Review : 'A Clash of Kings' by George R.R. Martin

The review assumes you have read 'A Game Of Thrones' and contains spoilers from it. Fair warning.

If you watch television, then you have undoubtedly heard of HBO's latest hit series, 'A Game of Thrones'. While bringing some great ratings for HBO, it has also brought millions of new readers to George R.R. Martin as well. I am one of those new millions and after the amazing climax of the first book, it was impossible for me not to rush to get the rest of the books.

A Clash of Kings

After the end of Ned Stark's story in 'A Game Of Thrones', the aptly titled 'A Clash Of Kings' explores the consequences of his beheading and the war of succession after the death of King Robert Baratheon. Martin begins with an introduction to Robert's younger brother, Stannis Baratheon, rightful heir to the throne (Joffrey isn't a Baratheon) and lord of dragonstone through the viewpoint of Ser Davos Seaworth, a smuggler who rose to become the 'Onion knight'. Seaworth's character serves as our eyepiece for the events around the Lord of Dragonstone and Melisandre, the red priestess of R'hllor. Theon Greyjoy, who operated on the fringes in the previous book, becomes more prominent as he sails off to the Iron Islands to claim his birthright as theier prince. His subsequent meeting with his sister and their banter is one of the highlights of the book, don't miss it.
Our old characters are not forgotten either. Daenerys Targaryen, who went through one of the most brilliant character development arcs I have read in a long time, has to fight to survive after Khal Drogo's death and rebuild her army to retake the throne. Arya Stark journeys with Yoren, disguised as a boy and heading back to Winterfell. Unfortunately, Winterfell is not a safe haven anymore, as Bran finds out ruling as the crippled lord in his brother's stead. Jon Snow goes out as part of the Night Watch's expedition beyond the wall where they investigate dangers to the realm which may be far more perilous and important than infighting going on in the seven kingdoms.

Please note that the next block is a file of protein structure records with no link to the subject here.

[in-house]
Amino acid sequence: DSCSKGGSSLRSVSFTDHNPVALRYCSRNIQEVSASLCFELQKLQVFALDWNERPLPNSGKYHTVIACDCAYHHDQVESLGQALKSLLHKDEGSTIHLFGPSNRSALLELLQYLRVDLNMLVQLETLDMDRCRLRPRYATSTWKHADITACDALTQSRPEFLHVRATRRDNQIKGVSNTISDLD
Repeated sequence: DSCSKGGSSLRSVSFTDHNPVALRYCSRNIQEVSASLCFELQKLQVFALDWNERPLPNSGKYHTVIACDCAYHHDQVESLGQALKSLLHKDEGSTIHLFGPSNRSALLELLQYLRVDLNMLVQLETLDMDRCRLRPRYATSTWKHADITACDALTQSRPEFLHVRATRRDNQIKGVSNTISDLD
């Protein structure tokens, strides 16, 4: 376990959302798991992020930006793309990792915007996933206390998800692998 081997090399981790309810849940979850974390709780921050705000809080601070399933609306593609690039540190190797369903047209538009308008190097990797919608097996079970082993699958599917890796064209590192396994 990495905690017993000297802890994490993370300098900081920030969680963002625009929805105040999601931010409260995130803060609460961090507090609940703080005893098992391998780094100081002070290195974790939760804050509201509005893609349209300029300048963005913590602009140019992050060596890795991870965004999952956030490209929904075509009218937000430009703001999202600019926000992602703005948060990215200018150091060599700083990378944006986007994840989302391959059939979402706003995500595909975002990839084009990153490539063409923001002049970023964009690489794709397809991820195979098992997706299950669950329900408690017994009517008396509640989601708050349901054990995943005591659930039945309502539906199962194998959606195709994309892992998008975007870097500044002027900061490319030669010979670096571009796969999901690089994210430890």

Thanks to the rebirth of dragons, magic is stirring again in Westeros. Asshai priests, Others in the north, sorcerers of Qarth, pyromancers in King's Landing, throughout the book you can see the rise of magic and it's influence. So far, this is the only fantasy series I have read where the extraordinary creeps in so slowly and has yet kept me hooked. Martin keeps instilling the sense of Chaos in the his world after the king's death while adding to it's rich history exploring backstories, clan histories and legends beyond the wall. He's been called a masterful juggler by many and you can see why as you follow the characters, switching between nine different viewpoints. It's easy to develop favorites in a novel filled with fully fleshed characters as Martin's, but even in the chapters of other characters, the twisty events leave you wanting more.

My expectations and impatience for this book were sky high, amped up by watching HBO's adaptation, but Martin delivers in every chapter. Taking everything one step at a time, new characters, deaths, grisly wars and magic, book felt even better than it's predecessor and that's saying a lot. Unconventional, without any black and white characters and exceptionally well-written, George R.R. Martin's work is already set to become one of my favorite book series.

Rating: 4.5/5